The Murderer's Apprentice

Baltimore, 1966

A twelve-year-old girl and a Baltimore City patrolman are about to discover that some monsters are real.

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The Once-and-Future Queen

Over the summer of 1916, with most of the world at war, a young Englishwoman decided to write a detective novel. 

Of course it wouldn’t be published, but the writing would be a welcome diversion from worrying about her aviator husband fighting overseas. And her job at the hospital dispensary had set her mind aflame with all its pretty poisons—why not write a mystery?

When the young wife mentioned her plan to her older sister, the sister said, “Well, I bet you couldn’t write it.”

“Still, I should like to try,” the young woman replied. 

Thank goodness for murder-mystery lovers everywhere, the young Englishwoman did indeed try, and a few short months later, the book was finished.

The woman was Agatha Christie and the book The Mysterious Affair at Styles, her first novel.

It is a remarkable achievement. In this debut novel, her particular talents are on full display, talents she would hone to near-perfection in the coming years.

In Styles she piles suspicion on the most likely suspect even though he seemingly has an airtight alibi. It’s a technique she uses again and again—of course X has a reason to kill Y, but he was ten miles away at the inn when Y was murdered! The reader accepts the deception until the truth is revealed.

Agatha’s fascination and knowledge of poisons are on full display. At the dispensary where she worked, the poisons sat in lovely bottles, to be dispensed only with exquisite care. A grain or two over the proper dosage results in utter catastrophe, as it did for elderly Emily Inglethorp at Styles.

Then there’s Agatha’s ability to structure a plot as intricate and precise as any mathematical equation. But often overlooked is how plot functions as character, as intertwined as any Gordian knot. As Laura Thompson wrote in Agatha Christie: A Mysterious Life, the solution to the murder at Styles resides in the character of the killer.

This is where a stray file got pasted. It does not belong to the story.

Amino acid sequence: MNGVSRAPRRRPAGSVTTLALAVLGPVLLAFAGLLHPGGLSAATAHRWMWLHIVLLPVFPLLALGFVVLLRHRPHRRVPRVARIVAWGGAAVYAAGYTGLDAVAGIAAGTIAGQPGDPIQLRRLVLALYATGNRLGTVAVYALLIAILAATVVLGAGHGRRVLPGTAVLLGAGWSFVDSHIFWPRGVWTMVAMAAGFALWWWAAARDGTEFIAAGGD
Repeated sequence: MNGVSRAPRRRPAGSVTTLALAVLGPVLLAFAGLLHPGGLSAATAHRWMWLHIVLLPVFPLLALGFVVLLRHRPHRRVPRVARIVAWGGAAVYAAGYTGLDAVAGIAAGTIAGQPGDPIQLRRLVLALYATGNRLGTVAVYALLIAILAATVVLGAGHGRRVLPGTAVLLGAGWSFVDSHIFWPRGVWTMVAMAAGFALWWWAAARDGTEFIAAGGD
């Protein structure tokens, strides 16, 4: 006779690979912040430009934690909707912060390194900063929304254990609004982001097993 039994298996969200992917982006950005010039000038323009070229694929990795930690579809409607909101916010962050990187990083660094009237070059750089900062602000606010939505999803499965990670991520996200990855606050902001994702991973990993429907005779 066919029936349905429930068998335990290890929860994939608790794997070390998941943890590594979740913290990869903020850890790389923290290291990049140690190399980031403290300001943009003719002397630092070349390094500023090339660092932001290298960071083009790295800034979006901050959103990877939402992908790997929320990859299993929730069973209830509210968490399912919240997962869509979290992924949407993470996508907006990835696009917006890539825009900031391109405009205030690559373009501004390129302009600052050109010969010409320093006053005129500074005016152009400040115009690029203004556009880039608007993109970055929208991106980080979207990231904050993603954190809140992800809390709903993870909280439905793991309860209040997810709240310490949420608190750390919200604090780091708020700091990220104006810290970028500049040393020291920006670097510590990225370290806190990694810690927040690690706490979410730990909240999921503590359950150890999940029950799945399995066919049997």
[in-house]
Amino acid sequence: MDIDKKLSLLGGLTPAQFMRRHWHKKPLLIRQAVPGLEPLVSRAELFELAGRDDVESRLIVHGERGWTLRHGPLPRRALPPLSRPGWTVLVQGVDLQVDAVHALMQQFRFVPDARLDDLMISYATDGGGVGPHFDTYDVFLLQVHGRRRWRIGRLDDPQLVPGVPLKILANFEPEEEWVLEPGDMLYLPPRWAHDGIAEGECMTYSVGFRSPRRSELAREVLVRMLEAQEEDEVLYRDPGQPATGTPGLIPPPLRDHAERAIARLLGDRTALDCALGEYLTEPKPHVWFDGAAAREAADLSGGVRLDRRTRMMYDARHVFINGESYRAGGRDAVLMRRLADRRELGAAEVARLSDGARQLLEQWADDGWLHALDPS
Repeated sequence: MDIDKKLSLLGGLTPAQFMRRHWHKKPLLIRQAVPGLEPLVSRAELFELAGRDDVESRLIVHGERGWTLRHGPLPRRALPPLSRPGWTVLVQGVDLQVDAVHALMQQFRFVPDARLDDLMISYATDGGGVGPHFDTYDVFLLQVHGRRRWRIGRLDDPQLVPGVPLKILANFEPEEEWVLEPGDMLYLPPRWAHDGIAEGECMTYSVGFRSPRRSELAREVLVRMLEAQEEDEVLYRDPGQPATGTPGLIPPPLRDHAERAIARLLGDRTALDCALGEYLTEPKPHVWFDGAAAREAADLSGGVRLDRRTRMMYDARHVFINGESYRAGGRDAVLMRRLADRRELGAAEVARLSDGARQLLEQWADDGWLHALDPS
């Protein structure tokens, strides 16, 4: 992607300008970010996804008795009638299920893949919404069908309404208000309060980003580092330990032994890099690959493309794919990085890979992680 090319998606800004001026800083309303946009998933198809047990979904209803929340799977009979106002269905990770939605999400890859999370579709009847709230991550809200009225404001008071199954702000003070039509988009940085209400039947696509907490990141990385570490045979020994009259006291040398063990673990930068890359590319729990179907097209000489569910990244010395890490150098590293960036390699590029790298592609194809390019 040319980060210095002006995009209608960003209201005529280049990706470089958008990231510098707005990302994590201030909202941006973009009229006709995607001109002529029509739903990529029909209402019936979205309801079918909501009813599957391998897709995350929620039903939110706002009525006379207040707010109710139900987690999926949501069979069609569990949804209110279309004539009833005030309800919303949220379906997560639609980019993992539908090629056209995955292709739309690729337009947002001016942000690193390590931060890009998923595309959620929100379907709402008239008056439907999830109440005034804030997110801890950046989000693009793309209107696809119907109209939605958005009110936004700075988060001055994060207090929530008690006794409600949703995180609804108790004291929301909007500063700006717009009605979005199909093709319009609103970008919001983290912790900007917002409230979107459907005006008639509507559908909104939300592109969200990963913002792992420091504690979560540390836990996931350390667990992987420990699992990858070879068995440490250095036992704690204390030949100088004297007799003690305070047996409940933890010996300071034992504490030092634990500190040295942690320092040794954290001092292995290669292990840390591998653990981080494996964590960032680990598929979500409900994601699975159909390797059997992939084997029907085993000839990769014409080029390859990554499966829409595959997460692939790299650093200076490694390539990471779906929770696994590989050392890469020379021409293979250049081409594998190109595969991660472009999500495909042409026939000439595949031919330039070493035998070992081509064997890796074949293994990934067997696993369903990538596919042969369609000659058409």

Or as Poirot so aptly observes: “Human nature. That, I think, is perhaps the real answer as to why I am interested in this case.”

It’s also the reason readers are still interested in Christie’s fiction. For Agatha, it was always about human nature.

Though it would take several years for The Mysterious Affair at Styles to be published, the completion of this remarkable debut novel marked the beginning of an era.

Thus was born the Once and Future Queen of Crime, Agatha Christie.

Paris Dreams

With the fantastic win by the U.S. women in the World Cup and the start of the Tour de France, my thoughts turn to Paris, that most beautiful of cities.

The Champs Elysees at Twilight, glistening like a magic carpet
The architecture of Paris is justly admired, and none more so than the Eiffel Tower, Paris's most iconic symbol, the brightest beacon in the city of light.

The magnificent Arc de Triomphe was commissioned in 1807 after Napoleon's victory at Austerlitz, when the Emperor rode the crest of fortune's wheel.On this day, the massive Arc was a bit of foreground to the Paris Marathon.

Whenever I see that massive structure, I think of of War and Peace, Ozymandias and the Russian winter that would soon destroy Napoleon's Grande Armée.
A detail from the Arc de Triomphe
I'm going to wind up this little tour with a visit to the exquisite basilica of Sacre Coeur, which stands on a hill in Montmarte. When I first saw Sacre Coeur in the early nineties, I wasn't familiar with its history. At that time I saw a gleaming edifice in white stone that was both elegant and imposing, a product of  La Belle époque.
Sacre Coeur
First a little history: During the final decades of the nineteenth century Paris experienced an explosion of art and literature. Renoir painted, Gide brooded, and Stravinsky wrote music so revolutionary it provoked listeners to riot. Yet this golden age was rooted in blood, which brings me back to Sacre Coeur.

The Franco-Prussian War was an unmitigated disaster for France. After the surrender of Napoleon III in 1871, a revolutionary uprising called the Paris Commune seized power in Paris. They held on for two brutal months before being obliterated by the regular French army and were buried on a hilltop in Montmarte.

In the humiliating aftermath of defeat, the people of Paris erected a grand basilica where the martyrs lay buried. After all, the Communards were secular and had no love of priests.  So this was a way of doing penance and erasing the past that had caused such pain.

The history of Sacre Coeur reads like a metaphor, but I'm not sure what it means. I only know that there is something eternal in that white stone and something horrible as well. There are many places like Sacre Coeur in Paris, places where the past and present collide.

So what makes Paris great?

The answer is everything. Architecture, art, open spaces, history, culture--all conspire to form the city of light. I don't think I'd want to live in a world without Paris, and even though it may be years before I see her again, I keep her in my heart.

As Ernest Hemingway observed:
“If you are lucky enough to have lived in Paris as a young man, then wherever you go for the rest of your life, it stays with you, for Paris is a moveable feast."